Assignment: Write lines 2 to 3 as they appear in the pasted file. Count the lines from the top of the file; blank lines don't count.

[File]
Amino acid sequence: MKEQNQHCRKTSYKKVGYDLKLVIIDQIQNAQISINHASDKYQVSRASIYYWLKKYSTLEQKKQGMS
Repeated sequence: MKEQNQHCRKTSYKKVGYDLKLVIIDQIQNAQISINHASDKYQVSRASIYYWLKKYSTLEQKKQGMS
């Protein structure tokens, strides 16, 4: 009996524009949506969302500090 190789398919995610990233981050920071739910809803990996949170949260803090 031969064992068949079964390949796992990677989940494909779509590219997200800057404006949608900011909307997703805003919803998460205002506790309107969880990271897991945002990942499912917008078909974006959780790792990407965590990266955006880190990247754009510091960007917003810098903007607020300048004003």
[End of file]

Repeated sequence: MKEQNQHCRKTSYKKVGYDLKLVIIDQIQNAQISINHASDKYQVSRASIYYWLKKYSTLEQKKQGMS
């Protein structure tokens, strides 16, 4: 009996524009949506969302500090 190789398919995610990233981050920071739910809803990996949170949260803090 031969064992068949079964390949796992990677989940494909779509590219997200800057404006949608900011909307997703805003919803998460205002506790309107969880990271897991945002990942499912917008078909974006959780790792990407965590990266955006880190990247754009510091960007917003810098903007607020300048004003």